Is anyone else getting Clinton fatigue? Before you take sides according to your political beliefs, is anyone getting Bush fatigue? It seems like both names have been in our faces since the Boxer Rebellion. Just recall how many times they have sought our vote, not to mention, “I hope I can count on your support.” (read: money).There was a Bush or a Clinton in the White House or cabinet for 32 years straight. And does this cause us to be MIA on election day? Our no-shows are particular true if you have lived in Texas or Arkansas – especially Texas.
Bill Clinton’s first race was for the U.S. Congress. He lost, then ran for Arkansas attorney general and won, then ran for governor and won, then lost, then won back the governorship. He was on the ballot twice as president. Hillary was a high profile First Lady, U.S. senator, ran for president, was Sec. of State, has two books about her just out, and now she will no doubt run for president again. A goodly chunk of our citizens have never known an America without a Clinton on page one. This just in: Bill Clinton is campaigning for daughter Chelsea’s mother-in-law, Marjorie Margolies, to be sent back to Congress. The beat goes on.
Same for the Bushes It’s not generally known, but George the Elder first ran for political office in 1978 out in West Texas. It was for Congress, and, like Clinton, Bush lost. He was a Republican before that was cool. Even worse, he was from Connecticut. Here’s a story I picked up about that race: Kent Hance, the Democratic candidate and a smooth-talking good old boy, was telling a yarn about working in a field along a rural road. Then along came a fancy car. “It was a Mercedes,” drawled Hance, raising his eyebrows, and the audience tittered at the hint Bush was the kind of man more comfortable in a Mercedes than a pickup. “The guy rolled down the window and wanted to know how to get to a certain ranch.” Hance recounted how he’d given the man directions, telling him to turn right just after a cattle guard. “Then,” Hance continued, “he said, ‘what color uniform will that cattle guard be wearing?'”
Bush moved to Houston and ran for Congress again. This time he won — twice. Ran for the U.S. Senate and lost. But he was always in the news, usually for holding down some dirty job: Ambassador to the U.N., head of the GOP right after Watergate, emissary to China — sent me some notes with great panda stamps — head of the CIA (remember that bit of background when someone sneers that Putin was a KGB agent). Briefly ticking off the rest: ran for president in the GOP primaries, lost, two terms as vice president, one term president, etc. How many times has Bush the Elder been on a Texas ballots?
Then we have George Bush the Younger who Texans have voted on at least four times. But there’s more. Brother Jeb Bush served for eight years as Florida’s governor, and his son, George P. Bush, is running for Texas Land Commish, a well-worn stepping stone for seeking higher office. George P. easily won the Texas GOP primary so we will see a Bush on next fall’s ballot. Now Jeb is being mentioned as a presidential candidate. We may be able to vote for or against both a Bush and a Clinton in the same election. Even Bar Bush seems to getting tired of all her kin always running for something. And, Bar being Bar, said so.“If we can’t find more than two or three families to run for office, that’s silly, because there are great governors and great eligible people to run. And I think that the Kennedys, Clintons, Bushes — there are just more families than that. And I’m not arrogant enough to think that we alone are raising” presidential candidates.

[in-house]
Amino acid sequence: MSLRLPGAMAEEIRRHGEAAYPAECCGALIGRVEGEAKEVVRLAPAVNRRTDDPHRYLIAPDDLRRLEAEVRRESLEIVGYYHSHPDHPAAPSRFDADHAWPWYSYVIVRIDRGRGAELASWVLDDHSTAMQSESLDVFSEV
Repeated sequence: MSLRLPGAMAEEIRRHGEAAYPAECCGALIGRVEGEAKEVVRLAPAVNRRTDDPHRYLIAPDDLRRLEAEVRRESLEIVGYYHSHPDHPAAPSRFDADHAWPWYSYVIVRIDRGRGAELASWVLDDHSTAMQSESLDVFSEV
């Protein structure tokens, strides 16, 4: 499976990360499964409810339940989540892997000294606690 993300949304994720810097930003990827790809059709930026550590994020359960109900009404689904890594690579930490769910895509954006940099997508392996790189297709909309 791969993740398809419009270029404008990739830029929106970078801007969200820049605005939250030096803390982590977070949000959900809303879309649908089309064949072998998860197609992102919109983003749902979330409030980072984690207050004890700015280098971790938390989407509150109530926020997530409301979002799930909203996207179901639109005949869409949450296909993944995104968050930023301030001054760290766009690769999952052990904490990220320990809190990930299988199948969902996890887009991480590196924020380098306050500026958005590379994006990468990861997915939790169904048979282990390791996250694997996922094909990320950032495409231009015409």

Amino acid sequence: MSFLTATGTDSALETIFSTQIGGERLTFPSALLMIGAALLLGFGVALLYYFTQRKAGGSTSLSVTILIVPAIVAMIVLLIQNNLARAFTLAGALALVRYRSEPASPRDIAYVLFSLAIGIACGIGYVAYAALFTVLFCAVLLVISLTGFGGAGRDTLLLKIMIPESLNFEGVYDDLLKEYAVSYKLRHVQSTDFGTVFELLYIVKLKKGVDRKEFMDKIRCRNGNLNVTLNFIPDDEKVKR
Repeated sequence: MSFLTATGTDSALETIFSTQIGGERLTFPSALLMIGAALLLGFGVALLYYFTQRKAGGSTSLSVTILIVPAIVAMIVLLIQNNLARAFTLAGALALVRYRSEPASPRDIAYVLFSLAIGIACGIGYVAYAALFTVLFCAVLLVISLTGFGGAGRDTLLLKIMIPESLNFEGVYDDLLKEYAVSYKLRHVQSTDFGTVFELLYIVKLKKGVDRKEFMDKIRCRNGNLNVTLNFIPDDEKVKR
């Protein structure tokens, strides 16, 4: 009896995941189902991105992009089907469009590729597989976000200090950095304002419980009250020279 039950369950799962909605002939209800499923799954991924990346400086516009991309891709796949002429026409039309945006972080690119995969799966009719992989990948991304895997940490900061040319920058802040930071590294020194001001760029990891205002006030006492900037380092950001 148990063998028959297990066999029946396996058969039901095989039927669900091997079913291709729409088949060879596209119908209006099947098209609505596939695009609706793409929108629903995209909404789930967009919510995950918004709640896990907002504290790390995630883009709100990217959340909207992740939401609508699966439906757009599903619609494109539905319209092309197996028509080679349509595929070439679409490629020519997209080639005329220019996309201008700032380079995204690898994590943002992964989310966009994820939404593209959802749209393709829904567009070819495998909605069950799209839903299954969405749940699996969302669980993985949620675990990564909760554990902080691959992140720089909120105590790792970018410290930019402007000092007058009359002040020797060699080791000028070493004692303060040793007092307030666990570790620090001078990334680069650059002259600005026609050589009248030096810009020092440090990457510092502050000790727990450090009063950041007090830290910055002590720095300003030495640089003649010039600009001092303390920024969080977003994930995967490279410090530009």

Perhaps Texans have a special fatigue, or at least it’s a good excuse for our miserable voting record that allows a handful of hard-charging citizens, some would day zealots, to decide who runs Texas. Just to refresh your memory, this is now a red state, a handy title invented by TV newscasters that is shorter than “a state that is dominated by members of the Republican party.” Any candidate who gets the GOP nomination here is almost certain to win, especially in a statewide election. Ah, who but picks these candidates? A small band of Tea Party members. Thus about 7 to 10 percent of eligible voters chooses our governor, lite gov, attorney general, and so forth. The Tea Party did not kick down the door, hold a pistol to our heads and demand control. Their actions were legal and effective.
So where are the other 90 to 93 percent of us? Texas ranked 51st in voter turnout in 2010 — behind every other state and Washington, D.C. We’d probably be behind Saudi Arabia and Oman if they ever had elections. The situation is so bad in Texas that not long ago in several counties not even the party chairmen voted. Santa Anna was right – Texas is not ready for self-government. This same survey, conducted by the Annette Strauss Institute for Civic Life at The University of Texas at Austin and the National Conference on Citizenship, determined that we rank 49th in the number of citizens who even bother to contact public officials.
Our laziness continues when it comes to civic participation rates, ranking 43rd in donating and 42nd in volunteering, according to the Texas Civic Health Index. And 61.6 percent of eligible Texans reported being registered to vote in 2010, but just 36.4 percent reported voting in the general election when the outcome had already been determined. For Texans, when it comes to running the government, it is a spectator sport. Where are you, Santa Anna, when we need you?
Ashby is running at email@example.com